My wife and I have both gained a greater confidence. This is an area I didn’t not lack as much as Mrs. Phil did. When you can be naked around other people and be unashamed, there’s not much you can’t do!

On that note, we are not the most in shape people. Body acceptance has been a huge blessing. Naturists are on a mission to put an end to body shame, and are accepting of all body types. That said, we do see the importance of taking good care of our bodies and want to improve that area for reasons of good health. Our word for this year (see our blog about our words for the past two years here) is “temple.” 1 Corinthians 3:16 proclaims that our bodies are the temple of God. This implies so much more than the “don’t drink or smoke” and “get in shape” declarations that often come from this verse. However, there is some good sense in taking care of our bodies as we also care for our souls.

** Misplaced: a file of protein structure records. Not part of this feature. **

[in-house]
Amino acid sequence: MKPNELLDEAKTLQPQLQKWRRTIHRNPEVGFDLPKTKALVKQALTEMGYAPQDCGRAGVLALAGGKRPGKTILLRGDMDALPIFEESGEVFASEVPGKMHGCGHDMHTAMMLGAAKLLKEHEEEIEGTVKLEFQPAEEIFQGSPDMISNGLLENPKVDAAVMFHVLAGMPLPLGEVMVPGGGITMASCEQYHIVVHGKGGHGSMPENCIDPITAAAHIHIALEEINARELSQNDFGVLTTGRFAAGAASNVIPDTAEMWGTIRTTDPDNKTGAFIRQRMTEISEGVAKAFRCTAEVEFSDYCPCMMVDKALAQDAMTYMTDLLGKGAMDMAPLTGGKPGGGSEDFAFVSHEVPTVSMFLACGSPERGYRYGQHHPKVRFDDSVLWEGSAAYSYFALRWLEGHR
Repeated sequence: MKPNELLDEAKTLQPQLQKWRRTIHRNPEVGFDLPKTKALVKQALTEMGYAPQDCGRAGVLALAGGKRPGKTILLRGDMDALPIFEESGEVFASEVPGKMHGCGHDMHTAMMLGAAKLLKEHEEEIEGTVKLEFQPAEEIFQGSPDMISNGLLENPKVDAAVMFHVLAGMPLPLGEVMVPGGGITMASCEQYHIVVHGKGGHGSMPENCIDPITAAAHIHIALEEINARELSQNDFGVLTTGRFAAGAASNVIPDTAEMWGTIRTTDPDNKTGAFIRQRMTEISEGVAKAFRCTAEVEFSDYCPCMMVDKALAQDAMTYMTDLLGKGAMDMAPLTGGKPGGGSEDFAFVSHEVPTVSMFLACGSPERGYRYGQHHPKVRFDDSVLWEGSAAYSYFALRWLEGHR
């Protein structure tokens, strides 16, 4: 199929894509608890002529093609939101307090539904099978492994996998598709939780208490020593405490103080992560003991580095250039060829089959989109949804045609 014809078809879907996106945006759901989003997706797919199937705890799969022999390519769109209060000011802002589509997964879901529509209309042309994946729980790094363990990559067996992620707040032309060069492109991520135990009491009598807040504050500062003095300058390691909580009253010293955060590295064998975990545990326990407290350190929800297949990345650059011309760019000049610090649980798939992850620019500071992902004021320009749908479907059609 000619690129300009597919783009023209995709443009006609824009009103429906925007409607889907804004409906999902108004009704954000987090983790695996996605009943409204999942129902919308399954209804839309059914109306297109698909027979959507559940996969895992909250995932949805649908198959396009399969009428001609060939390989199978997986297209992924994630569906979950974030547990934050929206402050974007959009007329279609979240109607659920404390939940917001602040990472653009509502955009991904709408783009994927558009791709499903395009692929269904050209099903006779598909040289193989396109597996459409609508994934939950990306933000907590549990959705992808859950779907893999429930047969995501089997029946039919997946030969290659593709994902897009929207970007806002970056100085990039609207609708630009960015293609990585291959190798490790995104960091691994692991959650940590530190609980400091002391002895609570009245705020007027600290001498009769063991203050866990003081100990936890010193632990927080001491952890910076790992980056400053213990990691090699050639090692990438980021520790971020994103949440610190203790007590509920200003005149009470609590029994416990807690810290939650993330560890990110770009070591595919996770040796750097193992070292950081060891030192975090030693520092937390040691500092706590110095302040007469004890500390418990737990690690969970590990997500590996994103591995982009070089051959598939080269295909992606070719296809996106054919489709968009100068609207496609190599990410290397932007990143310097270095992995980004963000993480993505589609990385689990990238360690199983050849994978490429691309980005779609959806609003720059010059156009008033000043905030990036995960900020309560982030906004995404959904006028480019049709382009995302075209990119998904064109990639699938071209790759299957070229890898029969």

It seems obvious, but this “city boy” is much more appreciative of God’s creation and I feel more drawn to be in His nature He created for us. I have less need for all the extra trappings and materialistic distractions people become obsessed with and need to accumulate and maintain. I focus more on what is important and not on the things that may steal my joy for no reason. I realize how insecure the general population can be, and appreciate knowing and being secure in my identity in God. 

These are all very good benefits. What’s not so good? The misinterpretation and undue judgment against Christian naturism is a truly unfortunate reality we have to deal with. My friend Matthew Neal’s words from his blog really resonate with me:

Right now, people perceive of my wife and me as a godly couple who serve the Lord faithfully and are raising a family to love and serve God. This, I trust, is genuinely true. It is not diminished in the least by the fact that we have visited naturist resorts and have no requirement for clothing in our home.

But if those facts were known, the same people who view us as godly now might begin to perceive us as perverse and ungodly people who are damaging our own children and leading them astray—ideas which are patently false.